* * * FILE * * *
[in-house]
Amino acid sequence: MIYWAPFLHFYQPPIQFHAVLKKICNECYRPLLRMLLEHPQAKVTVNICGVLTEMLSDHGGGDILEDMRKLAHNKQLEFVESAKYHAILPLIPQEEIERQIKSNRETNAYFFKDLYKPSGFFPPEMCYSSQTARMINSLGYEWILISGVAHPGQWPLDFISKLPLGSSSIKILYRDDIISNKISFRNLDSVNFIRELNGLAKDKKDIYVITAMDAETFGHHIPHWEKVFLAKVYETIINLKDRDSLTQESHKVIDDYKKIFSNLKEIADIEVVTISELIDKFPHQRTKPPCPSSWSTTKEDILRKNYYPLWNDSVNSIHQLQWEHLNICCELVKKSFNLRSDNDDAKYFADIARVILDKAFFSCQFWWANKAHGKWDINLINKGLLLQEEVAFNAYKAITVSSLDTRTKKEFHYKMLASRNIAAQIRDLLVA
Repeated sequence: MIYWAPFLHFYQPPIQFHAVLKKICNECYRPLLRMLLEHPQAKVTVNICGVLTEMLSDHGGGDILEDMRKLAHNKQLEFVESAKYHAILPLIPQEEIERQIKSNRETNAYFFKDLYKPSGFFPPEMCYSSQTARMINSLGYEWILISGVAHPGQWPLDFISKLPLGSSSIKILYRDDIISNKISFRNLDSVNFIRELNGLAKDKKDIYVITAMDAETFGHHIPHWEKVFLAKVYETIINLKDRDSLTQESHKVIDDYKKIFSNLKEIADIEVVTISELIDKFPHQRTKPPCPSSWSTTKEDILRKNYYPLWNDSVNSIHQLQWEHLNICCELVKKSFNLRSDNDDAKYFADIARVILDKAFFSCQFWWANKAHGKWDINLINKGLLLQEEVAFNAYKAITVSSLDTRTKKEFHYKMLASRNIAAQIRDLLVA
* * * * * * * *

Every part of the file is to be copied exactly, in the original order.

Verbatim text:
[in-house]
Amino acid sequence: MIYWAPFLHFYQPPIQFHAVLKKICNECYRPLLRMLLEHPQAKVTVNICGVLTEMLSDHGGGDILEDMRKLAHNKQLEFVESAKYHAILPLIPQEEIERQIKSNRETNAYFFKDLYKPSGFFPPEMCYSSQTARMINSLGYEWILISGVAHPGQWPLDFISKLPLGSSSIKILYRDDIISNKISFRNLDSVNFIRELNGLAKDKKDIYVITAMDAETFGHHIPHWEKVFLAKVYETIINLKDRDSLTQESHKVIDDYKKIFSNLKEIADIEVVTISELIDKFPHQRTKPPCPSSWSTTKEDILRKNYYPLWNDSVNSIHQLQWEHLNICCELVKKSFNLRSDNDDAKYFADIARVILDKAFFSCQFWWANKAHGKWDINLINKGLLLQEEVAFNAYKAITVSSLDTRTKKEFHYKMLASRNIAAQIRDLLVA
Repeated sequence: MIYWAPFLHFYQPPIQFHAVLKKICNECYRPLLRMLLEHPQAKVTVNICGVLTEMLSDHGGGDILEDMRKLAHNKQLEFVESAKYHAILPLIPQEEIERQIKSNRETNAYFFKDLYKPSGFFPPEMCYSSQTARMINSLGYEWILISGVAHPGQWPLDFISKLPLGSSSIKILYRDDIISNKISFRNLDSVNFIRELNGLAKDKKDIYVITAMDAETFGHHIPHWEKVFLAKVYETIINLKDRDSLTQESHKVIDDYKKIFSNLKEIADIEVVTISELIDKFPHQRTKPPCPSSWSTTKEDILRKNYYPLWNDSVNSIHQLQWEHLNICCELVKKSFNLRSDNDDAKYFADIARVILDKAFFSCQFWWANKAHGKWDINLINKGLLLQEEVAFNAYKAITVSSLDTRTKKEFHYKMLASRNIAAQIRDLLVA